Federalism

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Federalism

A political system in which the central government has certain, enumerated powers, and other government responsibilities are delegated to lower levels of government. For example, a federalist system may designate the central government to handle monetary policy and foreign affairs, but delegate most other matters to the provinces or states. Examples of federalist countries include the United States and Canada.
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References in periodicals archive ?
Although the contemporary United States does not qualify according to Weingast's definition, it is one of the more federalistic nations.
You may remember that at the outset of this lecture I said that conventional federalistic arguments relating to "decentralization" seem inapposite to this issue.
It would be excessive to claim that fully co-equal bicameralism would alone solve the Canadian and Indian separatist problems, but it seems to me equally excessive to hold out Canada and India as paragons of federalistic harmony and good feeling!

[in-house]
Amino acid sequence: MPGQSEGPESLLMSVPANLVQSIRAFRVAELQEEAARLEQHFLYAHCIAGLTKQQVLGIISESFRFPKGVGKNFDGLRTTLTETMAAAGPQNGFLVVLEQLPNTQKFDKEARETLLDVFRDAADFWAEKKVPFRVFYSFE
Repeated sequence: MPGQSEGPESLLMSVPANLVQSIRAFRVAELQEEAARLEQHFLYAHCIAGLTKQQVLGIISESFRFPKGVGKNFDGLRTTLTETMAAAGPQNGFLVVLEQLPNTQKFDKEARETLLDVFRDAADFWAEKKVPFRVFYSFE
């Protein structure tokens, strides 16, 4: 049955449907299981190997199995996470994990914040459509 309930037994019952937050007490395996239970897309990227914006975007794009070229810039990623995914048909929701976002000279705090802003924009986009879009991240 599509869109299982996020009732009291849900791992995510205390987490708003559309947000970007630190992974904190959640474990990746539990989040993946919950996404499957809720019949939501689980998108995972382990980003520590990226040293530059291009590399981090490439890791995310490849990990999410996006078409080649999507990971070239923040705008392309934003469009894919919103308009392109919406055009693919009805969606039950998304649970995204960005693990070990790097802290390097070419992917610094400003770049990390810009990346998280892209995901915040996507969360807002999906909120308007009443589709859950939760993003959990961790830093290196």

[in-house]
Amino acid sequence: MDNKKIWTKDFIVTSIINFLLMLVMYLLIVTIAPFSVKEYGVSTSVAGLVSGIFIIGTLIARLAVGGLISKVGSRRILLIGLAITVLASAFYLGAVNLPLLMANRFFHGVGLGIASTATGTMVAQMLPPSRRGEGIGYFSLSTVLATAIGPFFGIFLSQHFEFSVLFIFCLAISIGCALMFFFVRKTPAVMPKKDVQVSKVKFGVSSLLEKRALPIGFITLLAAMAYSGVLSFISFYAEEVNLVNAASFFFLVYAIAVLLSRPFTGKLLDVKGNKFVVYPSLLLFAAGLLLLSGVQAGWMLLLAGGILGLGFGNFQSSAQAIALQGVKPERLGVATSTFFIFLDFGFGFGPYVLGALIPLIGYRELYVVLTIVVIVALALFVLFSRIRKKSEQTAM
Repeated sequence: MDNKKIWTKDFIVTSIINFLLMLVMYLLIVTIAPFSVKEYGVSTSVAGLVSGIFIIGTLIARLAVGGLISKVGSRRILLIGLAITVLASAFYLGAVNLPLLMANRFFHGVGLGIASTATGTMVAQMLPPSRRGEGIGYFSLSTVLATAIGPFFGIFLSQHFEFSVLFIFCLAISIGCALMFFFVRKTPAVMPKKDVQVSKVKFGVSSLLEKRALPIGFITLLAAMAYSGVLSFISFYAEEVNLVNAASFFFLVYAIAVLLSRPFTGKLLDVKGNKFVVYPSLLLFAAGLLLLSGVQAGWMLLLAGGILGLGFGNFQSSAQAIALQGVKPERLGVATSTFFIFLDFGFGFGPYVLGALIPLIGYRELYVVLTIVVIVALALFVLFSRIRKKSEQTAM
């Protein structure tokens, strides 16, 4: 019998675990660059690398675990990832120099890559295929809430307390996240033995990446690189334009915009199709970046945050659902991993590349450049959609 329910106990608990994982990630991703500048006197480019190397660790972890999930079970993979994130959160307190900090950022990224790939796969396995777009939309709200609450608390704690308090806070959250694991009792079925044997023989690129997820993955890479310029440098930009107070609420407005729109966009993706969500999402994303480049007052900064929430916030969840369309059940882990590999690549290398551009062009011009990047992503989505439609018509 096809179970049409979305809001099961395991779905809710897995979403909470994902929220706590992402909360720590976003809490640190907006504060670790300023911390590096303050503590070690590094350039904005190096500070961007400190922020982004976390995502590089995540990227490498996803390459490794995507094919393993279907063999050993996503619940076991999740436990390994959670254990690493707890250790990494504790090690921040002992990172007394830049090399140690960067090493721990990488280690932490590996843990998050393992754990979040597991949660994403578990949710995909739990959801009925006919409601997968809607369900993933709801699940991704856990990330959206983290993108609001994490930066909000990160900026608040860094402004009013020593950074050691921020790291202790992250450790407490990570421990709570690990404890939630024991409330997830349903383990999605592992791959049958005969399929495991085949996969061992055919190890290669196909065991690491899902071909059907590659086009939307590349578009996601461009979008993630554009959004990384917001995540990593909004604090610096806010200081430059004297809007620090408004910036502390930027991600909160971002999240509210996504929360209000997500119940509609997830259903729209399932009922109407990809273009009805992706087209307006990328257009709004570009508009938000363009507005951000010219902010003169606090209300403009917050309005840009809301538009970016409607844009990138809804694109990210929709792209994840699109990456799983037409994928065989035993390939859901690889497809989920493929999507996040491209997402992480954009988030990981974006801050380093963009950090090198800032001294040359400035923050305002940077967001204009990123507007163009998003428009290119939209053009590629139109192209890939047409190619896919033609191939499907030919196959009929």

Evans emphasizes the skills of communication and conflict handling to sustain closer interdependencies; Grove (1983) provides ways to develop the autonomy and performance orientation of units as parts of a larger whole; Hampden-Turner (1990) offers a strategy that brings to a synthesis opposing interests and different concerns; Handy (1992) describes a federalistic organization design; Pascale (1990) tries to develop a higher tolerance for the simultaneousness of cooperation and competition.
(3) federalistic ideologies and schemes, mostly presented by philosophic advocates of federalism as a utopian system (Marc 1948; Marc and Aron 1948; Stevens 1977).